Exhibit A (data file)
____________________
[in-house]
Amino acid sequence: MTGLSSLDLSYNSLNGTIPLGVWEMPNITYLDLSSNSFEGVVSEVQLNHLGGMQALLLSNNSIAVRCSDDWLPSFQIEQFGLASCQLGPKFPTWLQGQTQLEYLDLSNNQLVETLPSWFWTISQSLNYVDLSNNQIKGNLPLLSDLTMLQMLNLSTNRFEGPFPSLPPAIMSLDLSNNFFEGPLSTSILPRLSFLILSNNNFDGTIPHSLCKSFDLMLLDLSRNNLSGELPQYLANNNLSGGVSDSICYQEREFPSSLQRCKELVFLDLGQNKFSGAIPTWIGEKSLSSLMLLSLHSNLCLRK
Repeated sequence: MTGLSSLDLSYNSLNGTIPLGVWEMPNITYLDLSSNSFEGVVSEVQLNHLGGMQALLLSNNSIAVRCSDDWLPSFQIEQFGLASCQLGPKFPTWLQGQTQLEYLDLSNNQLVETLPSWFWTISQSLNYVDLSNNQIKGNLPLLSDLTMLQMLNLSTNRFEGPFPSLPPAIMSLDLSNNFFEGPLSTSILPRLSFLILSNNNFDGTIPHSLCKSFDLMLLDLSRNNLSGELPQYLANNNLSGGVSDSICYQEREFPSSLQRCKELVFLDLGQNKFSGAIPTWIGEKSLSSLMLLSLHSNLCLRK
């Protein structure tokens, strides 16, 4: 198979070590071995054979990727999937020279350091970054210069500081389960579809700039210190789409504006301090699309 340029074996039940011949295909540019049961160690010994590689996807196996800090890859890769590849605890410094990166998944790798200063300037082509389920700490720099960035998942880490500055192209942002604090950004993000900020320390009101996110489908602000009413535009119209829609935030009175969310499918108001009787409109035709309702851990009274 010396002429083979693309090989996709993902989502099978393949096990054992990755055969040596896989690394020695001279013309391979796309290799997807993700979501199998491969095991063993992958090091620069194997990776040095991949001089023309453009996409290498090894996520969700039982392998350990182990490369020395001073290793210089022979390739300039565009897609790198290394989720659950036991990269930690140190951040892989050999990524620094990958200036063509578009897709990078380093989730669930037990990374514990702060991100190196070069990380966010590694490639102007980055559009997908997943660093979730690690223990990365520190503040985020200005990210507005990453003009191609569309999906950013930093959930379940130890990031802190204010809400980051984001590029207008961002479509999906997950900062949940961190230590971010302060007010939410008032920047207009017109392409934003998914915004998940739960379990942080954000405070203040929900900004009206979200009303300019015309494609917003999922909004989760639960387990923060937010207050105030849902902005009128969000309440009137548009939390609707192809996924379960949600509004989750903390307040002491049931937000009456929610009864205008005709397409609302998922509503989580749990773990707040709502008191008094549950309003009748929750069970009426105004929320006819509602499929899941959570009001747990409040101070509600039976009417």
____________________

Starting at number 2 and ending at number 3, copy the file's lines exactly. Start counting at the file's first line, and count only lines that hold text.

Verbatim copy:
Amino acid sequence: MTGLSSLDLSYNSLNGTIPLGVWEMPNITYLDLSSNSFEGVVSEVQLNHLGGMQALLLSNNSIAVRCSDDWLPSFQIEQFGLASCQLGPKFPTWLQGQTQLEYLDLSNNQLVETLPSWFWTISQSLNYVDLSNNQIKGNLPLLSDLTMLQMLNLSTNRFEGPFPSLPPAIMSLDLSNNFFEGPLSTSILPRLSFLILSNNNFDGTIPHSLCKSFDLMLLDLSRNNLSGELPQYLANNNLSGGVSDSICYQEREFPSSLQRCKELVFLDLGQNKFSGAIPTWIGEKSLSSLMLLSLHSNLCLRK
Repeated sequence: MTGLSSLDLSYNSLNGTIPLGVWEMPNITYLDLSSNSFEGVVSEVQLNHLGGMQALLLSNNSIAVRCSDDWLPSFQIEQFGLASCQLGPKFPTWLQGQTQLEYLDLSNNQLVETLPSWFWTISQSLNYVDLSNNQIKGNLPLLSDLTMLQMLNLSTNRFEGPFPSLPPAIMSLDLSNNFFEGPLSTSILPRLSFLILSNNNFDGTIPHSLCKSFDLMLLDLSRNNLSGELPQYLANNNLSGGVSDSICYQEREFPSSLQRCKELVFLDLGQNKFSGAIPTWIGEKSLSSLMLLSLHSNLCLRK